CHARLESTON, W.Va. -- Debby Weinstein remembers the day Goldie showed up at the YWCA's Sojourner's Shelter on Charleston's East End.
Goldie, who had been a homemaker and who had managed a farm with her husband in another state, was homeless and destitute, another woman in need of the shelter's protection.
Goldie was 89 years old, the victim of a gambling addict -- her only son -- who sold her home, drained her assets and pawned her wedding ring after the death of her husband before purchasing a one-way bus ticket for her to Charleston.
"When he took her wedding ring and sold that, she was trying to figure out an escape plan. She couldn't believe the nightmare she was living in," Weinstein said. "She was not allowed to have phone privileges; he had no phone in the house. She was not allowed to leave the house without him, ever. It was horrible."
Goldie's 83-year-old sister lived St. Albans, but Goldie had not been in touch with her in the two years she had been held captive by her son. After one day with her sister, the landlord appeared to warn them Goldie had three days to vacate the single-occupant apartment, and with no money, Goldie was taken to Sojourner's -- in the back of a police car.
"We took steps so that Goldie could be her own guardian again, manage her own money and cut her son off from that, and she did," Weinstein said. "She celebrated her 90th birthday in our homeless shelter. What's wrong with that picture? Absolutely everything."
According to Weinstein, executive director of the Charleston YWCA, Goldie was a wake-up call for the organization.
"I started noticing a trend in the late '90s and early 2000s, in both our homeless shelter and our battered women's shelter; we were seeing more and more seniors who were experiencing abuse and exploitation and ending up at our homeless shelter and our domestic violence shelter," she said.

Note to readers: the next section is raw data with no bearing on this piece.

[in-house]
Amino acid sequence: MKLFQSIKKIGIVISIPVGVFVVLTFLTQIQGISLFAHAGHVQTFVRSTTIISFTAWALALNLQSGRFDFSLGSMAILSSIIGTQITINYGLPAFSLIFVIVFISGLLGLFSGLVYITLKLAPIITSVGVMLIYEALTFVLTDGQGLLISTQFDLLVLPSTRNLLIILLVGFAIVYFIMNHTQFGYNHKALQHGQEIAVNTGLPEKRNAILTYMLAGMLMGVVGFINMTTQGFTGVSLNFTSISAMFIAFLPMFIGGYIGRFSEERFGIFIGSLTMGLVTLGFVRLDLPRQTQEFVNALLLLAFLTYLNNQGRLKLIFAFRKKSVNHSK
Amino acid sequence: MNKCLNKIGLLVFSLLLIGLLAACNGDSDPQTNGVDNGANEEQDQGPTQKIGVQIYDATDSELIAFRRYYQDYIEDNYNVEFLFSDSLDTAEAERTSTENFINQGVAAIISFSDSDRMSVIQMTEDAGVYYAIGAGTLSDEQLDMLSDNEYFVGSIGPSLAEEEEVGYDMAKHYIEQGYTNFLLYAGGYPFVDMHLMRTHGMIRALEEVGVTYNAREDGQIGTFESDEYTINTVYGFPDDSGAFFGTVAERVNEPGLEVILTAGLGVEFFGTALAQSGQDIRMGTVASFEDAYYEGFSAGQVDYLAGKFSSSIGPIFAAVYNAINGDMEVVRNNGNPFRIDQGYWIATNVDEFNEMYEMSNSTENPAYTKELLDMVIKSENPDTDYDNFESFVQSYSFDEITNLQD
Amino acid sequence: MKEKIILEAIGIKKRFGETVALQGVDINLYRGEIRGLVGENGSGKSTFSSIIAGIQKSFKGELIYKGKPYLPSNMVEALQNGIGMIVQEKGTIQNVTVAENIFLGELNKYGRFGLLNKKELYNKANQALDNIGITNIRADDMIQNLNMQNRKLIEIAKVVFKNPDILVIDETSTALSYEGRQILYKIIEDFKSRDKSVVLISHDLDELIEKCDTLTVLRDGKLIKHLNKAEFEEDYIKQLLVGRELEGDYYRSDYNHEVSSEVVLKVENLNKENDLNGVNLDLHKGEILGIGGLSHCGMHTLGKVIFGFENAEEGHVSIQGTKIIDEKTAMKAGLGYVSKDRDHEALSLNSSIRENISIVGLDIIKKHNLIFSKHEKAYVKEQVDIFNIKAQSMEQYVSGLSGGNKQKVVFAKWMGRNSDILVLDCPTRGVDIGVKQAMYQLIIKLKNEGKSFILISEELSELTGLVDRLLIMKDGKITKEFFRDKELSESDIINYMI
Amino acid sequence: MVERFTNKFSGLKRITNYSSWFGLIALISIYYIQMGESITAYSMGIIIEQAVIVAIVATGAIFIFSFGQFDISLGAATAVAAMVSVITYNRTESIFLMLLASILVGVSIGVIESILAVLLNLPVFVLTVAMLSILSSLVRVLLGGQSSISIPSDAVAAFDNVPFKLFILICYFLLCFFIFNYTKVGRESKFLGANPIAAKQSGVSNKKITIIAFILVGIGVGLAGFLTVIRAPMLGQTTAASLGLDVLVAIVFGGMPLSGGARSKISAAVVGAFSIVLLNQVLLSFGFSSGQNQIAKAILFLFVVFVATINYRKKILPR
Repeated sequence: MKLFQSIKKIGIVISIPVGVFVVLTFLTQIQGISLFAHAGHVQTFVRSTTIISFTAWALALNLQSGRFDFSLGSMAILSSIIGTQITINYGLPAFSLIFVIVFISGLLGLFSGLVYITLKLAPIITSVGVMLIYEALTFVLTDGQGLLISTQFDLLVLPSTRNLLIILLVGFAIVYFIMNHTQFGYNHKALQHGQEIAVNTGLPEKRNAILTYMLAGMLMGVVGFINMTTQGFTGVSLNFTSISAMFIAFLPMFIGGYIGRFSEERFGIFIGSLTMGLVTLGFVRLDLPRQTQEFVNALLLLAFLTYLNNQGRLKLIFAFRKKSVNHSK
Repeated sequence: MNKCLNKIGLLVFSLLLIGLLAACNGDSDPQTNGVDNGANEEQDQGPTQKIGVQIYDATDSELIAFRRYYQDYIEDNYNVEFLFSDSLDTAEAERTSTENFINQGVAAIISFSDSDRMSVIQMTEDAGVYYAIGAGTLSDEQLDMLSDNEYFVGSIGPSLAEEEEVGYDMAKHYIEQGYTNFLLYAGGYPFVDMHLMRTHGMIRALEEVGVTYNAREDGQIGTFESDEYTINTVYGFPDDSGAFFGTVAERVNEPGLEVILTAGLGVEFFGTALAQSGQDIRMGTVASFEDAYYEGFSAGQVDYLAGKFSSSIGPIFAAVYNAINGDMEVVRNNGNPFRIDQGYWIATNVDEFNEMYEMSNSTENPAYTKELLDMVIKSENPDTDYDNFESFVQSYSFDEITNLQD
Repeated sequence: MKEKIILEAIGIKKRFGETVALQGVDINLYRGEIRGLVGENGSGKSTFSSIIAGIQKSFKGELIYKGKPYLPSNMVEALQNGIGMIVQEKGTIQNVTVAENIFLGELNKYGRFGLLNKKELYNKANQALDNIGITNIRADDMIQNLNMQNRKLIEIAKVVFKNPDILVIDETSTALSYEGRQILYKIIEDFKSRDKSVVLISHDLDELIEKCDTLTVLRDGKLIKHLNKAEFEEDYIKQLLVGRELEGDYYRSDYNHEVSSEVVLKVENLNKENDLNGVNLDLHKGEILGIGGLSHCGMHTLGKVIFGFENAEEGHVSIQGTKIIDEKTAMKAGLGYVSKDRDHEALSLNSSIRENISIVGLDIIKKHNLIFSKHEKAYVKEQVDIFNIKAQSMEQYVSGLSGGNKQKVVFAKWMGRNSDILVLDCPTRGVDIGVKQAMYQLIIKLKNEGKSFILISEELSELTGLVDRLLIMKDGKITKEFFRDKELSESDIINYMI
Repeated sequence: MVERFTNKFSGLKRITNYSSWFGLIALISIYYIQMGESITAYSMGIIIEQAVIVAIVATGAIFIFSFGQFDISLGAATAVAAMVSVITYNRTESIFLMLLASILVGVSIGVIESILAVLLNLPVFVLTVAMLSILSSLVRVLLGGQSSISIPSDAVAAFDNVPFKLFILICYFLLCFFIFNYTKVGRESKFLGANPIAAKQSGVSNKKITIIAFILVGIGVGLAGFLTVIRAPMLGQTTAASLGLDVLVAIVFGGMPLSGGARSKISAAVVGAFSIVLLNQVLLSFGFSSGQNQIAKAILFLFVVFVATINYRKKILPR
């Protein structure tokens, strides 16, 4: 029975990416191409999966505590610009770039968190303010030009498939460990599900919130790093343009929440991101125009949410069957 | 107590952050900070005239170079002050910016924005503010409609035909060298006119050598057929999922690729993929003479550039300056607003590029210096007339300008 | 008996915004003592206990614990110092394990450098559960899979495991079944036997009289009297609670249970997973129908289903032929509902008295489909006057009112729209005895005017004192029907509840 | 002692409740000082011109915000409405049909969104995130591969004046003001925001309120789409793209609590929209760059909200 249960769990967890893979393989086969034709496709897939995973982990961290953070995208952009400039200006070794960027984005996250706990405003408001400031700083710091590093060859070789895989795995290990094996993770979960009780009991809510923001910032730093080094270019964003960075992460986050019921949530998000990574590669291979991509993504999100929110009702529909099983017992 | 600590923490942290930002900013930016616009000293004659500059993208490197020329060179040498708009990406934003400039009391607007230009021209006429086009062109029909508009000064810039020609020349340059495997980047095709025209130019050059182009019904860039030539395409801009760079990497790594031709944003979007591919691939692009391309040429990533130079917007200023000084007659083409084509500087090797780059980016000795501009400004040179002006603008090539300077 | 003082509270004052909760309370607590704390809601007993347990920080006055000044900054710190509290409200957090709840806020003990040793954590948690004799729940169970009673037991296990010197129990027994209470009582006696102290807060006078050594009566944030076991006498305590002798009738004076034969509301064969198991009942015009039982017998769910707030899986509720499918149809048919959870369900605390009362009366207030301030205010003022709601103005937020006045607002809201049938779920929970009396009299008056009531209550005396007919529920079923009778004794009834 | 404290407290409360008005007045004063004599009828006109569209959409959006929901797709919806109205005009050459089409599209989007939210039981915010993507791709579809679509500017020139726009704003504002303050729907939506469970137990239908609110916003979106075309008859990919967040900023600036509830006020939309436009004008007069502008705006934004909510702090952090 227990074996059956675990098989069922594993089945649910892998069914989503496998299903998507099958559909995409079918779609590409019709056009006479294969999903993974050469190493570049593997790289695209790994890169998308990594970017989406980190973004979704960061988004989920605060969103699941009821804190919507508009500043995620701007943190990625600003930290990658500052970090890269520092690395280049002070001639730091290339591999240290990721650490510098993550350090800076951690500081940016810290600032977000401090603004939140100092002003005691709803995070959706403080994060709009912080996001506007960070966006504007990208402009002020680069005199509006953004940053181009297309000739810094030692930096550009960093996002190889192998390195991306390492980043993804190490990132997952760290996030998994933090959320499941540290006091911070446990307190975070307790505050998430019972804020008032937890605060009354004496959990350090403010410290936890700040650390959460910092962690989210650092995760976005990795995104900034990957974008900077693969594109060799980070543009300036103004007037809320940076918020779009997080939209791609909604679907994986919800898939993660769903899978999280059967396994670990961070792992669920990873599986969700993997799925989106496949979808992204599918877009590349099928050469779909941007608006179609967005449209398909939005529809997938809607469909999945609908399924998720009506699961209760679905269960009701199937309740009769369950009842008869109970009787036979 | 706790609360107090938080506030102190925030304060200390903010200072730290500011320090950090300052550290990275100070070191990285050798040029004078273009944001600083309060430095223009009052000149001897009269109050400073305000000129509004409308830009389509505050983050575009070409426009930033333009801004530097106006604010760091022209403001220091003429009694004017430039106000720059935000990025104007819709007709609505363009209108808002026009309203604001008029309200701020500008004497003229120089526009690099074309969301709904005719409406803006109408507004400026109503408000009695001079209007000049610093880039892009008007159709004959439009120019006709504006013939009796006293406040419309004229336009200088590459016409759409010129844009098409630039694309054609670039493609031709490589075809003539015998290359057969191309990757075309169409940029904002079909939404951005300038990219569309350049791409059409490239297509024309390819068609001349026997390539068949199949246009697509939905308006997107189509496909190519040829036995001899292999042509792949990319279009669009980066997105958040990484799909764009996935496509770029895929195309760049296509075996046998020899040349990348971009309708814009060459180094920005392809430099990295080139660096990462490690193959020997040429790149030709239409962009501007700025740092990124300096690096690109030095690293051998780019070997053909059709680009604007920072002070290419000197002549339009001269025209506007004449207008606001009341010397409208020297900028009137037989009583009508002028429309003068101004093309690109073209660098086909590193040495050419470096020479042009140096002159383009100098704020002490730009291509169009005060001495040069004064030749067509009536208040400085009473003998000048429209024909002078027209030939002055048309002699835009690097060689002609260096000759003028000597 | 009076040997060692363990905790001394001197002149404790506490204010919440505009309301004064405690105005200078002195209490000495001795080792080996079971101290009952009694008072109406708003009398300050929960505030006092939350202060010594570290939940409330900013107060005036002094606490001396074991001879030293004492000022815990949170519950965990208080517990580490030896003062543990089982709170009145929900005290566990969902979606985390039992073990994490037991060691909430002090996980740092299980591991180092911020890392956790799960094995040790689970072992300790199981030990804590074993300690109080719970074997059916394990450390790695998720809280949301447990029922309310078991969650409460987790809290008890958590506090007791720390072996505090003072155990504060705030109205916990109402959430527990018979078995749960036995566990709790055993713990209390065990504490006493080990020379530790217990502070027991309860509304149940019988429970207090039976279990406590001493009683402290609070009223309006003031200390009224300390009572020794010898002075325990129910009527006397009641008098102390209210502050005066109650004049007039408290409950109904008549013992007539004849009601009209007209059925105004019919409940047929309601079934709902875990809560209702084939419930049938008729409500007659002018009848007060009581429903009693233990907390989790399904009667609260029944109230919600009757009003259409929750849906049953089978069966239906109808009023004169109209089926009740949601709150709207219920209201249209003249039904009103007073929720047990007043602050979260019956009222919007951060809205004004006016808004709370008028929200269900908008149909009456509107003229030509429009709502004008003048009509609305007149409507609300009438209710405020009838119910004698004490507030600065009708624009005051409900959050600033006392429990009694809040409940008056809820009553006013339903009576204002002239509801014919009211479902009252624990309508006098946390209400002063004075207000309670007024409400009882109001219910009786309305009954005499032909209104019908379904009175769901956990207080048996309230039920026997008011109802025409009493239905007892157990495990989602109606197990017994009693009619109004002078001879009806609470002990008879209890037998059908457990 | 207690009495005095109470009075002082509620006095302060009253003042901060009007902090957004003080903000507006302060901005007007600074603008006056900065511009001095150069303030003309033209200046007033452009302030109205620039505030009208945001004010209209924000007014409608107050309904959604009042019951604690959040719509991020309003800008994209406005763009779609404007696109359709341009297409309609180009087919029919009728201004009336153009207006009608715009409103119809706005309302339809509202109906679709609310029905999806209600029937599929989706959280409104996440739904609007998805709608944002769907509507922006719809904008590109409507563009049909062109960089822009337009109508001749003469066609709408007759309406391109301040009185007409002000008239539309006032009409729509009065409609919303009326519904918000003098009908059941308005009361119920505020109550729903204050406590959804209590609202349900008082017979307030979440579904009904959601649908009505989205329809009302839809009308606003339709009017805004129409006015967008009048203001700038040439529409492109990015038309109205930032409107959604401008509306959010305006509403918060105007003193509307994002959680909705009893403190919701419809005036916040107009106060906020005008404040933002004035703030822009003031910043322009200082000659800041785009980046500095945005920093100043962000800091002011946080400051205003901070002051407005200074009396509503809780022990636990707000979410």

Weinstein and others realized a need for a shelter dedicated to victims of elder abuse, and in December 2004, the Shanklin Center welcomed its first resident. The center, which consists of eight apartments, provides housing for disabled seniors who have been victims of elder abuse and have experienced homelessness as a result.
The center is the first of its kind in the state, but PK Khoury, director of communications for the YWCA, said the problem of elder abuse is more widespread than many people realize.
"While Goldie's story is unique, it's also typical of the victims who come to us; they've lost their resources, they've lost their way, they've lost their self-respect, they've lost their independence, and we give that back," Khoury said.
Saturday is World Elder Abuse Prevention and Awareness Day. According to the YWCA, 90 percent of elder abuse victims suffer at the hands of their children or close relatives. Of those who are abused, roughly 1 in 14 cases are reported.
One of those victims, Anita Britton, has lived at the Shanklin Center for three years. Britton, a lifelong resident of Kanawha County, said she was abused by both of her former husbands and, eventually, her daughter, before coming to the center.